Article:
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6 reasons to pick up the January/February issue of BirdWatching

BirdWatching, January/February 2018. Photo: Adelie Penguin by Dmytro Pylypenko/Shutterstock

I can think of quite a few reasons to read the January/February 2018 issue of BirdWatching, but I’ll point to six. The issue is available on newsstands now at Barnes & Noble and other newsstands, as well as on digital platforms such as iTunes, Kindle, and Google Play.

1, Penguins! Our cover story is from frequent contributor Charles Bergman. He recounts the epic quest he and his wife, Susan Mann, undertook to view all 18 of the world’s penguin species in the wild. It was a journey that took them to remote islands, the edge of Antarctica, and the site of an infamous prison in South Africa. I’m proud to have published Bergman’s moving article and his stunning images of King, Yellow-eyed, Gentoo, and other penguins. I hope you enjoy it.

2, Special report. The severe hurricanes in August and September prompted a special report in this issue. Jeremy D. Ross of the Oklahoma Biological Survey describes how birders can advance our understanding of severe weather by submitting their observations of wildlife after a storm or other natural disaster occurs. And Emma Lewis and Lisa Sorenson of BirdsCaribbean offer an update on the status of Caribbean birds after the recent storms.

3, Yellow-billed Cotinga. Our friend Craig Thompson, who works for the Wisconsin Department of Natural Resources, tells about a trip he and several other Badger State birders took to Costa Rica’s Osa Peninsula. They were in search of Yellow-billed Cotinga, a rare tropical songbird found only in Costa Rica and Panama. They succeeded not only in spotting the bird but also in inspiring a new conservation effort on behalf of the cotinga.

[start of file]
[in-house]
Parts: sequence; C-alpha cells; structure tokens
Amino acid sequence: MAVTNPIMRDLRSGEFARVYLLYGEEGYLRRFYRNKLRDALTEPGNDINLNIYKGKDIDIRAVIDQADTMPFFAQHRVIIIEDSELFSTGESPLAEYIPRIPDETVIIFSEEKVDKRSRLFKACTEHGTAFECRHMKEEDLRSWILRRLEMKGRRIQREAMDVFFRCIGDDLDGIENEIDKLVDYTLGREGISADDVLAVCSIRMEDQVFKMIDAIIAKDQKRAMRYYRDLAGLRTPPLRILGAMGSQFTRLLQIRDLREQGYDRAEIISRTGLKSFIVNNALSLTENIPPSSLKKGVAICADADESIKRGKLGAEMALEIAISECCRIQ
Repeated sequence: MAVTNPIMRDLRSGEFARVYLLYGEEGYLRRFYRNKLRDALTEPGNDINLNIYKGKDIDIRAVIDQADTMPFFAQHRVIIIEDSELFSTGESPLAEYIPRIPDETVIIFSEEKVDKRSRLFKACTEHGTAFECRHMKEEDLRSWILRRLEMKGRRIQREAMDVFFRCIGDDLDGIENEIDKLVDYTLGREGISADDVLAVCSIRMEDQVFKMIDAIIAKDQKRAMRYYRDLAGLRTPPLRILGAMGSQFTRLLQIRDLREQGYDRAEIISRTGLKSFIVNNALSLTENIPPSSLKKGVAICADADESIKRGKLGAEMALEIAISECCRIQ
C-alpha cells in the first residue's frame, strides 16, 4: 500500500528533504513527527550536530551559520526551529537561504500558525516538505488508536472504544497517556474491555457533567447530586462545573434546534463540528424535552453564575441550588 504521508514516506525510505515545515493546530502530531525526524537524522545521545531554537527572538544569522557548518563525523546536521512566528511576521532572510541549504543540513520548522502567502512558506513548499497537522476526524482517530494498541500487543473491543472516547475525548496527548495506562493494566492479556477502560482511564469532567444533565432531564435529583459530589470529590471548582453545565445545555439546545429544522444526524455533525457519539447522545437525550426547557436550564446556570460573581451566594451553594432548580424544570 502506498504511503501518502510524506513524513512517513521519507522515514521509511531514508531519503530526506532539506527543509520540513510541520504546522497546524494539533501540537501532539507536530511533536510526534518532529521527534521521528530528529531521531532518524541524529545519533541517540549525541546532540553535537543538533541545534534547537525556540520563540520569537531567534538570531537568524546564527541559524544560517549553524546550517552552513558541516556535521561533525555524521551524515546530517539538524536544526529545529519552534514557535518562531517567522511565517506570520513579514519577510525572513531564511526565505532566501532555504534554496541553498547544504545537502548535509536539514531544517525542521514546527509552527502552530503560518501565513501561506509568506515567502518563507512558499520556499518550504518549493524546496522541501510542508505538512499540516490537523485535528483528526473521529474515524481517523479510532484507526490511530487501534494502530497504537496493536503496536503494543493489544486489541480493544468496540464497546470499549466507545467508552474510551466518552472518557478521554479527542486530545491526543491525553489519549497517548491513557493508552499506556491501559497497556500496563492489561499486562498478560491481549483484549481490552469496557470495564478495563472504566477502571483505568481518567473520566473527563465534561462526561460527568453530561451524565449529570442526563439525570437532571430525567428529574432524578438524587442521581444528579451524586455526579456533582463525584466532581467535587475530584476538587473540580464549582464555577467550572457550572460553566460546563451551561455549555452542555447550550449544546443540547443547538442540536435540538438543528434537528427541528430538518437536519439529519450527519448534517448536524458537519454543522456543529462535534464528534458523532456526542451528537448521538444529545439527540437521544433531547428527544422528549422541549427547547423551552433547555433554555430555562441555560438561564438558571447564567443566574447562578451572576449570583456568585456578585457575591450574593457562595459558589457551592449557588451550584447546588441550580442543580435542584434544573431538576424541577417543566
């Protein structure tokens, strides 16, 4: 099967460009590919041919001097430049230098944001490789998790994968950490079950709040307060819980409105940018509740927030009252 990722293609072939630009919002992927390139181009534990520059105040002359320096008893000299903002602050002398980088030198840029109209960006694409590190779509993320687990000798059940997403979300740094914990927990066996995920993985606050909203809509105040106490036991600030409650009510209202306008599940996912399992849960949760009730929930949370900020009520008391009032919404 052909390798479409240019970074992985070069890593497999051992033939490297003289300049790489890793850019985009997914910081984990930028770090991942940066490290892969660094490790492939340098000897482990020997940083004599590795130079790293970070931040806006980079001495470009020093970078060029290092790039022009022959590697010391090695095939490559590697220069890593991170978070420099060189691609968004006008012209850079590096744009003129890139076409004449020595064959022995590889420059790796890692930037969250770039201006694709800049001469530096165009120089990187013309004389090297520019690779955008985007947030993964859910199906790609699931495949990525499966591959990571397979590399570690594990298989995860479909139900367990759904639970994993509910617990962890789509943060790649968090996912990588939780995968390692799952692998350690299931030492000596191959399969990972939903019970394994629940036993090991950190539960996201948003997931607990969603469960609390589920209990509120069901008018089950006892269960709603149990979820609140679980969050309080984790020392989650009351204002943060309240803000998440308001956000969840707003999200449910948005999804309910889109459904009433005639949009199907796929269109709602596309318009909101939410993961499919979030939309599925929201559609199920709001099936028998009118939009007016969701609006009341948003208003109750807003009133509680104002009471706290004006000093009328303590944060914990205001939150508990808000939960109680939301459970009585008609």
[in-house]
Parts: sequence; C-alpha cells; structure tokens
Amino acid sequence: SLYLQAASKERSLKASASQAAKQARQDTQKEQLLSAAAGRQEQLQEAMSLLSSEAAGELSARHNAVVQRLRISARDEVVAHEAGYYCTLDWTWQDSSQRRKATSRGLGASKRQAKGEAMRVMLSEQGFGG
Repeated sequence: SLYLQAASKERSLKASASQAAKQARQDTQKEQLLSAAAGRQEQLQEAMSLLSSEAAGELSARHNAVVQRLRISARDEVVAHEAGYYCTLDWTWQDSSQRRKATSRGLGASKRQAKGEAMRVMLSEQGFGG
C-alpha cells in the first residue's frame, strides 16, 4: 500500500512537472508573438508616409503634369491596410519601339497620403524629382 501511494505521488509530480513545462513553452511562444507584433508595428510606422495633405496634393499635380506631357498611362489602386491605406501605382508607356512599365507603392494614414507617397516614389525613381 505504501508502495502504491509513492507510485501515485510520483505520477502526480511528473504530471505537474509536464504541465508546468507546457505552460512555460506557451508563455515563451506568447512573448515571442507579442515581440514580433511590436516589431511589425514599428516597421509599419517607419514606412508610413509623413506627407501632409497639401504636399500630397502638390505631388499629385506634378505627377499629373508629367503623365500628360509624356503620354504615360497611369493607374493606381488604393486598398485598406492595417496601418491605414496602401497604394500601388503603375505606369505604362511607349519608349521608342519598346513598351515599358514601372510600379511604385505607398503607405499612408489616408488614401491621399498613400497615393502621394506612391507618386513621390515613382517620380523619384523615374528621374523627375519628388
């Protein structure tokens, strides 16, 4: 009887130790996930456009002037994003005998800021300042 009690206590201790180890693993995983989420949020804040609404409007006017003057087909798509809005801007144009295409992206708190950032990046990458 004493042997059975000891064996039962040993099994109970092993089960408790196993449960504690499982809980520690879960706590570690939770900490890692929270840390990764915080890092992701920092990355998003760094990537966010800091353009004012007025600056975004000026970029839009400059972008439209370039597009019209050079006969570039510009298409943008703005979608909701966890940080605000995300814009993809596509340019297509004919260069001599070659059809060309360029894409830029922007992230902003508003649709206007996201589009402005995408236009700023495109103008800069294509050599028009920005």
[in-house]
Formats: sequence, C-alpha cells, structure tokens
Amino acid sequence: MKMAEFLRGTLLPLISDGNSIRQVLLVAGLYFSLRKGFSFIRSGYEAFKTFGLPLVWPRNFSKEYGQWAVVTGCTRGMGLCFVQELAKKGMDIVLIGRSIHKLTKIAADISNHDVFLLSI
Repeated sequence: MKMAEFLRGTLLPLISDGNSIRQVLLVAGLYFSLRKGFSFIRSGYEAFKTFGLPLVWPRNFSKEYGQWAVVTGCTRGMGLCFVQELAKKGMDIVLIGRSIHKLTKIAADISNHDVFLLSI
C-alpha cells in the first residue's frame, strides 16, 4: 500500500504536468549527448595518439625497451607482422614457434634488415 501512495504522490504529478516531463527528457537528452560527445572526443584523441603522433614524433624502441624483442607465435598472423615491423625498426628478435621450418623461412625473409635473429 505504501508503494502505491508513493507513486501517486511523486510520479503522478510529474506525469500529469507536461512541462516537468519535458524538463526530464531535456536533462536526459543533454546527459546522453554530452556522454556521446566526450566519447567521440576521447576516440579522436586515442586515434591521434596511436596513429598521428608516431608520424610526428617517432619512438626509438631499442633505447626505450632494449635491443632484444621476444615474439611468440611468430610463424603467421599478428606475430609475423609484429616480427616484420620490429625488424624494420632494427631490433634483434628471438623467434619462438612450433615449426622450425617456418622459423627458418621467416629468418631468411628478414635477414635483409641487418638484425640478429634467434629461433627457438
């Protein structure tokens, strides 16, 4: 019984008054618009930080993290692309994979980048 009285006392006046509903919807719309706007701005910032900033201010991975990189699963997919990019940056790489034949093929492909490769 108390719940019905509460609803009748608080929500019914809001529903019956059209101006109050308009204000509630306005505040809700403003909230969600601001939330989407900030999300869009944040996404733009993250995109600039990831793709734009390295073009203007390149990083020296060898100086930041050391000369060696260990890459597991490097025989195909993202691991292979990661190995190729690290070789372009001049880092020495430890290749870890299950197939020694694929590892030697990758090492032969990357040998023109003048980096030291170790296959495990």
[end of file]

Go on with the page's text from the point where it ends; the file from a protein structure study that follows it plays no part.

4, Chickadee ID. If you think identifying chickadees is a piece of cake, you’d be right — most of the time. But as Contributing Editor Kenn Kaufman explains in “ID Tips,” distinguishing Black-capped Chickadee from its southern relative Carolina Chickadee is “among the most challenging” bird-ID puzzles. With photos from Brian E. Small, Kenn describes what to look for on Black-capped and Carolina, as well as Mountain and Mexican, Chickadees.

5, Hotspots Near You. We add to our growing collection of birding hotspots with descriptions of Hiwassee Wildlife Refuge in Tennessee and Ramsey Canyon Preserve in Arizona. Hiwassee is a spectacular place to see wintering Sandhill Cranes (and perhaps a few Whoopers). And Ramsey Canyon is a superb spot for southwestern specialties such as Painted Redstart, Rivoli’s Hummingbird, and, if you’re lucky, Elegant Trogon.

6, Rare birds. In each issue, near the end of the “Birding Briefs” news section, we feature photos of six recently spotted rare birds from around the U.S. and Canada. This issue showcases Canada’s first Yellow-breasted Bunting, New Jersey’s first Common Greenshank, Ohio’s second Calliope Hummingbird, and more.

You can read the full list of the issue’s contents and see a sneak peek on our Current Issue page. We hope you enjoy the issue. If you have comments about it, please send a letter to us here. — Matt Mendenhall, Editor

P.S., if you take photos of birds and would like us to consider a photo or two for the reader-submitted “Your View” section, please read our Your View Submission Guidelines and send in your best shots!


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